Doctor Ahmed-Lee
YSC Academy

Part II of a sitdown with YSC Academy Head of School Dr. Nooha Ahmed-Lee


Nooha Ahmed-Lee’s approach to the modern day student athlete is refreshingly progressive, innovative and debunks a lot of the myths about how the minds of students function and operate.

In Part I of a Q&A series, Ahmed-Lee who holds a doctorate in professional education talked her vision for the school she oversees, the new YSC Academy in Wayne.

In Part II of this two-part Q&A series, Dr. Ahmed-Lee discusses a typical day for a student at YSC Academy. She delves into how students take “leadership” in their learning. When is a class day? So when do you start, when is it over?

Dr. Nooha Ahmed-Lee: So the kids train in the morning at 7:45 and they train for about an hour and a half and then they are at YSC Academy. They rationale for training in the morning is that we know that adolescents really have a circadian cycle and their neurons really don’t wake up until later. A great educational practice is to get them moving in the morning. This program facilitated an ability to do that for students and for athletes. So when classes start it will be close to 9:30 or 10:00, after they come in and have a second breakfast, and after they have their second breakfast, we have a morning greeting and community time, and we really ask students to be able to be participants in the leadership of the school. Can you explain how kids take “leadership” a bit more?

Dr. Ahmed-Lee: Any community issues that come up, any topics they want to raise, there is a forum that kids run based on things they may want to do, and they work alongside faculty. That gives them the opportunity of knowing how to make a change, to do it respectfully.  And so they don’t have to all discuss it and present to the administration; the administration is there guiding and asking questions, so they can critically think about what they may be asking for. So it puts them on the same level as the kids. How long is a typical class and how is it broken up?

Dr. Ahmed-Lee: The kids go into two hour blocks of instruction. The idea of having long blocks of instruction is really important in current educational practice. The forty-five minute class allows you to be able to take ten minutes to kind of get yourself settled, then you have maybe thirty minutes left, and then you go off to the next class. In depth learning takes time, learning actually naturally does not happen in forty five minute slots. The idea of a 90 minute slot with either English, math, history, or science is that students will be able to have some direct instructions from the teachers, they will be able to some collaborate lab work, they will be able to move to other parts of the building, we don’t want kids to just feel like classroom learning only happens amongst four walls. With it being such a small school, is there any time where student-athletes get together as a whole group to socialize?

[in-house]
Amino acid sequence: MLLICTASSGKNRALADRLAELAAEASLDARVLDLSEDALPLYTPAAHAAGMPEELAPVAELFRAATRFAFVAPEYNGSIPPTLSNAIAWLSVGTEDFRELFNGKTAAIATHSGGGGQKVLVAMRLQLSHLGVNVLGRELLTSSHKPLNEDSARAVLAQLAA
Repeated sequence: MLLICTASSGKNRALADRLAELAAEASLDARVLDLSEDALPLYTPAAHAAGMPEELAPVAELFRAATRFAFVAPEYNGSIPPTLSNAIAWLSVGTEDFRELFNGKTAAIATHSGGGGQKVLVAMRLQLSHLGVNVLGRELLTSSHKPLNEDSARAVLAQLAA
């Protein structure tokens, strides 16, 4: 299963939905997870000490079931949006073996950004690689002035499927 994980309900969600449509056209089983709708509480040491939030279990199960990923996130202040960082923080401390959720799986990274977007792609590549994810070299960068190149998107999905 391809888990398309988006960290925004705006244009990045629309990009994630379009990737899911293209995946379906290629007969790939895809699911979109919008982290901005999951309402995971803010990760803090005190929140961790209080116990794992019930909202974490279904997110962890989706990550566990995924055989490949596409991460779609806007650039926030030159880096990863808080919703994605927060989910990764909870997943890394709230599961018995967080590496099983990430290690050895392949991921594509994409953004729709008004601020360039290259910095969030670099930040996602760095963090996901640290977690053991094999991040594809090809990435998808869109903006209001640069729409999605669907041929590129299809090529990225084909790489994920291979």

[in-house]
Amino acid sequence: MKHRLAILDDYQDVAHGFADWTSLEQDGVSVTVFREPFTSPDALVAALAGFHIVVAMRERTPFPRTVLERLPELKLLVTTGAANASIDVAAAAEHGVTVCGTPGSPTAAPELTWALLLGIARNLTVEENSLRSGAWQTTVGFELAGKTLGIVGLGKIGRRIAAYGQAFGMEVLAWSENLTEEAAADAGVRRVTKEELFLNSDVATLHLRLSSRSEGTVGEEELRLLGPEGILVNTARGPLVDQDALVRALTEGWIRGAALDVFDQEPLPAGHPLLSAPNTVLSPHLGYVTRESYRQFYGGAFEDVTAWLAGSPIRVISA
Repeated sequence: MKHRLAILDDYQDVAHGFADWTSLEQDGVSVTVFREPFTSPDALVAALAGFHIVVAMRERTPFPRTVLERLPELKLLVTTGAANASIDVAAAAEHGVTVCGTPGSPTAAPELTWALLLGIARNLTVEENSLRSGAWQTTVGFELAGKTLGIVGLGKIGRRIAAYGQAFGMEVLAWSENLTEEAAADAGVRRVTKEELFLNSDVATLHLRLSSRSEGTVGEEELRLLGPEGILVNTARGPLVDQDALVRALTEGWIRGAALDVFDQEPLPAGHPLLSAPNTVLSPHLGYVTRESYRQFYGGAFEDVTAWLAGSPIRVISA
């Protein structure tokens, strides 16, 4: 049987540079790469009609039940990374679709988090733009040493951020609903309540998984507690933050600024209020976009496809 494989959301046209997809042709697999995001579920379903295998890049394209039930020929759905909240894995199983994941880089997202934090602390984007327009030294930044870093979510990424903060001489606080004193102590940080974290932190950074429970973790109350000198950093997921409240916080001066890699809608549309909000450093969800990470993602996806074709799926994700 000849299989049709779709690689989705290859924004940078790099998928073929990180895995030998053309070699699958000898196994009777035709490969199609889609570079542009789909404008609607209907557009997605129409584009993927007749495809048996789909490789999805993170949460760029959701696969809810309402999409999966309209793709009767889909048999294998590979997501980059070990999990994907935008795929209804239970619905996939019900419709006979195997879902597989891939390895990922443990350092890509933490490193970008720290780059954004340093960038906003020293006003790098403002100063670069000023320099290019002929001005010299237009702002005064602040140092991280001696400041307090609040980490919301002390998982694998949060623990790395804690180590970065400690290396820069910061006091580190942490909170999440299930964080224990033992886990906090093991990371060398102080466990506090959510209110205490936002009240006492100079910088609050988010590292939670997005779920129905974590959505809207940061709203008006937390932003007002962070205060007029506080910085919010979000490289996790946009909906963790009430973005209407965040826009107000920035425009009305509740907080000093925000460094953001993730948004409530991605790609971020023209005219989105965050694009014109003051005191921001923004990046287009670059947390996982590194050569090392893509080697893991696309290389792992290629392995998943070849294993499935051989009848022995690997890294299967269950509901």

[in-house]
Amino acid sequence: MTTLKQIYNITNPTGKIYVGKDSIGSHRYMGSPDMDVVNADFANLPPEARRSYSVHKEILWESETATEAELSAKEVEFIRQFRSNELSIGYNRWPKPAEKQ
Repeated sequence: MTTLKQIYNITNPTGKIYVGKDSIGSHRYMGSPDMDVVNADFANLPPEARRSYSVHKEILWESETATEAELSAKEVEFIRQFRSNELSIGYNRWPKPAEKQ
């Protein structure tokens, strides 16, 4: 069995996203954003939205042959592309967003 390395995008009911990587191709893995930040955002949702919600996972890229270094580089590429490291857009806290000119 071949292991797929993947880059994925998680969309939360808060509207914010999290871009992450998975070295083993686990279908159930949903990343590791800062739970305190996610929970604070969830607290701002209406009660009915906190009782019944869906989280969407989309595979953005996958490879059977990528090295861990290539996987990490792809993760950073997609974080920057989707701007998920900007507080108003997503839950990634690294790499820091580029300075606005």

Dr. Nooha Ahmed-Lee: There will be a lot of collaboration, they will have a break, where they can go off to YSC Academy for a physical break, they can stay here, then they will have a second 90 minute class, then they will have lunch. The coaches will come over for lunch as well, so they will see their coaches and their teachers. Then there is a two and a half hour block at the end of the day called flex time, and in that flex time it is an opportunity them to go to office hours, to get help from their teachers, to do some online learning, we use a program called “Apex learning,” and what that means is that any student really, who wants to take an advance placement course, they want to learn how to take Korean, they want to do something different, languages have that opportunity. I know there is a lot of classroom instruction, but with this school being state of the art, are there other methods of learning?

Dr. Ahmed-Lee: And what is really important is students who are in high school are not taking online learning are really behind the eight ball when they go into college. Time management is really taught during that timeframe. They can work collectively, they can work on their own, they can get PSAT training, and they can do a lot of things like that. We also have something called Explore Share Now time, which is a time where they can take a current issue in the world and they look at how they can make a change in helping resolve that, sometimes they go out and do some internship and meet with people.  They might be interested in sports medicine, but they do not know what that is like, so we kind of link them up with someone, maybe in the city or other places, that time goes until four, and at 4:00 they have a break, and if they even go off into their club teams or they go off into the union academy. That is the conclusion of their day.

Contact Union digital editor Kerith Gabriel at


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